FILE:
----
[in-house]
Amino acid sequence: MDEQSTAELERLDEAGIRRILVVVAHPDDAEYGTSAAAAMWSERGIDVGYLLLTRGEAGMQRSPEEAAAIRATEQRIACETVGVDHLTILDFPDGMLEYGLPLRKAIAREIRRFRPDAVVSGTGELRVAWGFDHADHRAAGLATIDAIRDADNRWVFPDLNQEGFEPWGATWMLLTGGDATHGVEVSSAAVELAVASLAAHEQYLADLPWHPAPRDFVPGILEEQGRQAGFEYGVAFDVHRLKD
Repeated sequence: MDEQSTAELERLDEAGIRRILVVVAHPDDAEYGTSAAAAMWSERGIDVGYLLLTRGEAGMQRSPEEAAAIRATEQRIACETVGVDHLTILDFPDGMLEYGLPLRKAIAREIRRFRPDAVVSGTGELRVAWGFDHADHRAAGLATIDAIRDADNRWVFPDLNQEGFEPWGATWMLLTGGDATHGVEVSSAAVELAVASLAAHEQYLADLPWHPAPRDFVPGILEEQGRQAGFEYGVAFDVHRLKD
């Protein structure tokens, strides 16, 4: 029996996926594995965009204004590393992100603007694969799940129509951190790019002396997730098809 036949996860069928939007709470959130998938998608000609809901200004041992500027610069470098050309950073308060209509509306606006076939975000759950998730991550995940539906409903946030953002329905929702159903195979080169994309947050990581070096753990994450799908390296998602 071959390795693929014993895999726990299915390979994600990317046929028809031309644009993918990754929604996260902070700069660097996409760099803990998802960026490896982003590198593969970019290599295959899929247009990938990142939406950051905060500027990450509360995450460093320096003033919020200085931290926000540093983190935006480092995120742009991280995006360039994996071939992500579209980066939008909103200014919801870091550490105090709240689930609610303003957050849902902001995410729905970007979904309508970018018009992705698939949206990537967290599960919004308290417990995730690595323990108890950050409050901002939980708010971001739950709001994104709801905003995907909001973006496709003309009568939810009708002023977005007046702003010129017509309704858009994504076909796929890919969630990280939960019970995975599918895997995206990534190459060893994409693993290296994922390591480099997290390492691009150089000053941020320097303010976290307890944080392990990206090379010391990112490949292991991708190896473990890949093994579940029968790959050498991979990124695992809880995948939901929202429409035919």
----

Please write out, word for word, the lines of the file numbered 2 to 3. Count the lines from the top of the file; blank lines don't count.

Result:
Amino acid sequence: MDEQSTAELERLDEAGIRRILVVVAHPDDAEYGTSAAAAMWSERGIDVGYLLLTRGEAGMQRSPEEAAAIRATEQRIACETVGVDHLTILDFPDGMLEYGLPLRKAIAREIRRFRPDAVVSGTGELRVAWGFDHADHRAAGLATIDAIRDADNRWVFPDLNQEGFEPWGATWMLLTGGDATHGVEVSSAAVELAVASLAAHEQYLADLPWHPAPRDFVPGILEEQGRQAGFEYGVAFDVHRLKD
Repeated sequence: MDEQSTAELERLDEAGIRRILVVVAHPDDAEYGTSAAAAMWSERGIDVGYLLLTRGEAGMQRSPEEAAAIRATEQRIACETVGVDHLTILDFPDGMLEYGLPLRKAIAREIRRFRPDAVVSGTGELRVAWGFDHADHRAAGLATIDAIRDADNRWVFPDLNQEGFEPWGATWMLLTGGDATHGVEVSSAAVELAVASLAAHEQYLADLPWHPAPRDFVPGILEEQGRQAGFEYGVAFDVHRLKD